Host and parasite counteradaptations: an example from a freshwater snail.

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Trematode infection of pulmonate snails is often associated with increased growth and/or survivorship of snail hosts. The freshwater pulmonate Lymnaea elodes and its trematode parasites are used to test whether this increase is a parasite adaptation, a host adaptation, or a side effect that serves no adaptive function for either participant. Field experiments indicate that trematode parasitism significantly reduces host fecundity and causes a temporary elevation and subsequent reduction in host growth. A 2- yr field survey of the prevalence of trematode infection in 3 snail populations revealed a significant positive relationship between shell size and prevalence. L. elodes does not outlive its trematode infections. Overall, results suggest that increased survivorship in trematode-infected L. elodes is a parasite strategy for providing a stable, long-term resource for the parasite. -from Authors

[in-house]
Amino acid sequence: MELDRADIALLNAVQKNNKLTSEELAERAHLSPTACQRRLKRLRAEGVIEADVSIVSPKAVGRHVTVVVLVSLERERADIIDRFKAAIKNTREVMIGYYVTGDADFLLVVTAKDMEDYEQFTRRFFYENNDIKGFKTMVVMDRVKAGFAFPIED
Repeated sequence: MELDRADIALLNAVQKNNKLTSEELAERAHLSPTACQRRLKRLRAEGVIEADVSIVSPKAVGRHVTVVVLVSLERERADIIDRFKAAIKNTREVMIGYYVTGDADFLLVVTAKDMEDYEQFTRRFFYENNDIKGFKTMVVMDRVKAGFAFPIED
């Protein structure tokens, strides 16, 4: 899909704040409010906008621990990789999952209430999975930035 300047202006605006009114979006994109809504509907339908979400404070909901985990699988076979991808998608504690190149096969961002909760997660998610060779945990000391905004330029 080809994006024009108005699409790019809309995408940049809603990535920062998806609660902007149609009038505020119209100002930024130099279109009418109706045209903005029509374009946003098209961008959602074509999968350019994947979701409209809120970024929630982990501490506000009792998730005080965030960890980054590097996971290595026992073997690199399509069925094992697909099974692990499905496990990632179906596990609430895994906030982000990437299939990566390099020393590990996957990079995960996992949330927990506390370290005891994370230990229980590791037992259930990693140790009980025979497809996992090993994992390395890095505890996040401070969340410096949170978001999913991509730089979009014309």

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American Naturalist

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